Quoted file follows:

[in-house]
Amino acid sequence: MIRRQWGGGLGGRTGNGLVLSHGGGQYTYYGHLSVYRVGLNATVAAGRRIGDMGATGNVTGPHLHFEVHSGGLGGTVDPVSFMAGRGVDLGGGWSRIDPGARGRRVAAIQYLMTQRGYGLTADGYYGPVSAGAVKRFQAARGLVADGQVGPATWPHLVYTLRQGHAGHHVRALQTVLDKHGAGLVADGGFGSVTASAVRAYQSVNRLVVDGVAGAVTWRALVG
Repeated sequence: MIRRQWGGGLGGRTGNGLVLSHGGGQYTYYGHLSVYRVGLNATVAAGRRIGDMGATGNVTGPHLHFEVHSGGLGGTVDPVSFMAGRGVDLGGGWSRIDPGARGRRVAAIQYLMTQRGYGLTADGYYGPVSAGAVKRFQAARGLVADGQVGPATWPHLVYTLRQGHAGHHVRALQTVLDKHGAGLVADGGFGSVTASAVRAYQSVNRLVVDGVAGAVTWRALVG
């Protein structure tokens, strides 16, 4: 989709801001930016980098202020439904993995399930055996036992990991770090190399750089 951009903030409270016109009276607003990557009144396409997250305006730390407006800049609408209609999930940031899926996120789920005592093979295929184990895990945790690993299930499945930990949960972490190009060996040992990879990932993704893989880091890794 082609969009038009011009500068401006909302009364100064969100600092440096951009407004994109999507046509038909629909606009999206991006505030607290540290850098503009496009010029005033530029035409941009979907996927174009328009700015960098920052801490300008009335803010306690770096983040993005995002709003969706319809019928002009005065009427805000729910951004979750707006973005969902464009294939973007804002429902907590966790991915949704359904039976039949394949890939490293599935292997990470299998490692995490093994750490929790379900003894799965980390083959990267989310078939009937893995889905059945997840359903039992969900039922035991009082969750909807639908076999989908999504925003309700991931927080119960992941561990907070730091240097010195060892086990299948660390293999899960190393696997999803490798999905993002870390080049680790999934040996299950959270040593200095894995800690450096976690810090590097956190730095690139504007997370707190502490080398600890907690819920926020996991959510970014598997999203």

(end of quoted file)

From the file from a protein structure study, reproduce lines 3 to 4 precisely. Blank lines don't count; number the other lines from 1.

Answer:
Repeated sequence: MIRRQWGGGLGGRTGNGLVLSHGGGQYTYYGHLSVYRVGLNATVAAGRRIGDMGATGNVTGPHLHFEVHSGGLGGTVDPVSFMAGRGVDLGGGWSRIDPGARGRRVAAIQYLMTQRGYGLTADGYYGPVSAGAVKRFQAARGLVADGQVGPATWPHLVYTLRQGHAGHHVRALQTVLDKHGAGLVADGGFGSVTASAVRAYQSVNRLVVDGVAGAVTWRALVG
């Protein structure tokens, strides 16, 4: 989709801001930016980098202020439904993995399930055996036992990991770090190399750089 951009903030409270016109009276607003990557009144396409997250305006730390407006800049609408209609999930940031899926996120789920005592093979295929184990895990945790690993299930499945930990949960972490190009060996040992990879990932993704893989880091890794 082609969009038009011009500068401006909302009364100064969100600092440096951009407004994109999507046509038909629909606009999206991006505030607290540290850098503009496009010029005033530029035409941009979907996927174009328009700015960098920052801490300008009335803010306690770096983040993005995002709003969706319809019928002009005065009427805000729910951004979750707006973005969902464009294939973007804002429902907590966790991915949704359904039976039949394949890939490293599935292997990470299998490692995490093994750490929790379900003894799965980390083959990267989310078939009937893995889905059945997840359903039992969900039922035991009082969750909807639908076999989908999504925003309700991931927080119960992941561990907070730091240097010195060892086990299948660390293999899960190393696997999803490798999905993002870390080049680790999934040996299950959270040593200095894995800690450096976690810090590097956190730095690139504007997370707190502490080398600890907690819920926020996991959510970014598997999203």